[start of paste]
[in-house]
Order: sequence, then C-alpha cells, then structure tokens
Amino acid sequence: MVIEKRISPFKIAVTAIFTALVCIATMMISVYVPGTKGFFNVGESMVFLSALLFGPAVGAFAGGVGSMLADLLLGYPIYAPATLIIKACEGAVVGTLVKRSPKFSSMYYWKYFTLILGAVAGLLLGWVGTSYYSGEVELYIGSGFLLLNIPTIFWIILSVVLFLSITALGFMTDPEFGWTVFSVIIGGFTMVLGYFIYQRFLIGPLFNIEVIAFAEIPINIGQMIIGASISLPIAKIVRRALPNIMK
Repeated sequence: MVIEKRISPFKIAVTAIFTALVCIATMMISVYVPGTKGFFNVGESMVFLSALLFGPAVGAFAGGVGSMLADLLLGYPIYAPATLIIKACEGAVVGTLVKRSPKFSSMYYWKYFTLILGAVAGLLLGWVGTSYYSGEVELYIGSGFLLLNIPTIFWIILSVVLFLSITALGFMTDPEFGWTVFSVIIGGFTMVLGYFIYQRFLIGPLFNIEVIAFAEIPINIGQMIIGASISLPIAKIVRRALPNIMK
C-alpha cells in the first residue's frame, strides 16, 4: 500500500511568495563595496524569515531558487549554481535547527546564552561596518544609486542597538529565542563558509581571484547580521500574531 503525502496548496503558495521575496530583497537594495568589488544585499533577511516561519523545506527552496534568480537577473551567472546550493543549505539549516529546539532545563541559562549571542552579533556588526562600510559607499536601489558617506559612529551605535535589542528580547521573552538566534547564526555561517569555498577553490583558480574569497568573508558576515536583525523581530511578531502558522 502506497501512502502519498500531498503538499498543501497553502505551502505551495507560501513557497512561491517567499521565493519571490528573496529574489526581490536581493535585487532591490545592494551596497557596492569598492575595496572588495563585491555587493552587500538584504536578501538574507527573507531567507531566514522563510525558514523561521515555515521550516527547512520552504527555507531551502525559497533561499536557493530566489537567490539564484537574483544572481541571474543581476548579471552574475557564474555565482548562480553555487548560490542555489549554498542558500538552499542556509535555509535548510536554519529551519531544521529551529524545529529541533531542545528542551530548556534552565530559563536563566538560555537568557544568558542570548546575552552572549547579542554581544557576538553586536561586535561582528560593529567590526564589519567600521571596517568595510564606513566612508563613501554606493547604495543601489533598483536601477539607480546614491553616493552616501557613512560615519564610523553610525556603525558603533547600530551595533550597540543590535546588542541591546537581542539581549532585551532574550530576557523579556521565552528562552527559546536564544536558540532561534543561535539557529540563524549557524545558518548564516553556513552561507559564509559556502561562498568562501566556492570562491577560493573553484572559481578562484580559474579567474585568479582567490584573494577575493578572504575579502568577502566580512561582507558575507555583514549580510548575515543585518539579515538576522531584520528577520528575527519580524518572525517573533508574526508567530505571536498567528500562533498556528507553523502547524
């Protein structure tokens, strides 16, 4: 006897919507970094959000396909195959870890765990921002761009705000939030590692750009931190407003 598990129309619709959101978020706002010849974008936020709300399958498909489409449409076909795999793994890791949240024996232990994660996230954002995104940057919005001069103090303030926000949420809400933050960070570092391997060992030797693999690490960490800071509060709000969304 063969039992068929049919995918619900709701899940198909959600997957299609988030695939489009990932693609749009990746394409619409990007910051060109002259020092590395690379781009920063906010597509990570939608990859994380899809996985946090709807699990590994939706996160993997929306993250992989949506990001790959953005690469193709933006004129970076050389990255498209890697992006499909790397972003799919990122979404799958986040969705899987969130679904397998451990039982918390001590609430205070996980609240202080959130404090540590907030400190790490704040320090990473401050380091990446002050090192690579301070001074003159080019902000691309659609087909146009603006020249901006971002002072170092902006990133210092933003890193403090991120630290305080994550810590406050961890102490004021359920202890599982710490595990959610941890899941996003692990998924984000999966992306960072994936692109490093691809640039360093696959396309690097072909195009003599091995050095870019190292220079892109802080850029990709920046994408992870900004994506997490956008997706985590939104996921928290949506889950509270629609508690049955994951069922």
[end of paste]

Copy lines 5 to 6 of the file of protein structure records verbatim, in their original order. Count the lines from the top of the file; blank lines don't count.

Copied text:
C-alpha cells in the first residue's frame, strides 16, 4: 500500500511568495563595496524569515531558487549554481535547527546564552561596518544609486542597538529565542563558509581571484547580521500574531 503525502496548496503558495521575496530583497537594495568589488544585499533577511516561519523545506527552496534568480537577473551567472546550493543549505539549516529546539532545563541559562549571542552579533556588526562600510559607499536601489558617506559612529551605535535589542528580547521573552538566534547564526555561517569555498577553490583558480574569497568573508558576515536583525523581530511578531502558522 502506497501512502502519498500531498503538499498543501497553502505551502505551495507560501513557497512561491517567499521565493519571490528573496529574489526581490536581493535585487532591490545592494551596497557596492569598492575595496572588495563585491555587493552587500538584504536578501538574507527573507531567507531566514522563510525558514523561521515555515521550516527547512520552504527555507531551502525559497533561499536557493530566489537567490539564484537574483544572481541571474543581476548579471552574475557564474555565482548562480553555487548560490542555489549554498542558500538552499542556509535555509535548510536554519529551519531544521529551529524545529529541533531542545528542551530548556534552565530559563536563566538560555537568557544568558542570548546575552552572549547579542554581544557576538553586536561586535561582528560593529567590526564589519567600521571596517568595510564606513566612508563613501554606493547604495543601489533598483536601477539607480546614491553616493552616501557613512560615519564610523553610525556603525558603533547600530551595533550597540543590535546588542541591546537581542539581549532585551532574550530576557523579556521565552528562552527559546536564544536558540532561534543561535539557529540563524549557524545558518548564516553556513552561507559564509559556502561562498568562501566556492570562491577560493573553484572559481578562484580559474579567474585568479582567490584573494577575493578572504575579502568577502566580512561582507558575507555583514549580510548575515543585518539579515538576522531584520528577520528575527519580524518572525517573533508574526508567530505571536498567528500562533498556528507553523502547524
């Protein structure tokens, strides 16, 4: 006897919507970094959000396909195959870890765990921002761009705000939030590692750009931190407003 598990129309619709959101978020706002010849974008936020709300399958498909489409449409076909795999793994890791949240024996232990994660996230954002995104940057919005001069103090303030926000949420809400933050960070570092391997060992030797693999690490960490800071509060709000969304 063969039992068929049919995918619900709701899940198909959600997957299609988030695939489009990932693609749009990746394409619409990007910051060109002259020092590395690379781009920063906010597509990570939608990859994380899809996985946090709807699990590994939706996160993997929306993250992989949506990001790959953005690469193709933006004129970076050389990255498209890697992006499909790397972003799919990122979404799958986040969705899987969130679904397998451990039982918390001590609430205070996980609240202080959130404090540590907030400190790490704040320090990473401050380091990446002050090192690579301070001074003159080019902000691309659609087909146009603006020249901006971002002072170092902006990133210092933003890193403090991120630290305080994550810590406050961890102490004021359920202890599982710490595990959610941890899941996003692990998924984000999966992306960072994936692109490093691809640039360093696959396309690097072909195009003599091995050095870019190292220079892109802080850029990709920046994408992870900004994506997490956008997706985590939104996921928290949506889950509270629609508690049955994951069922």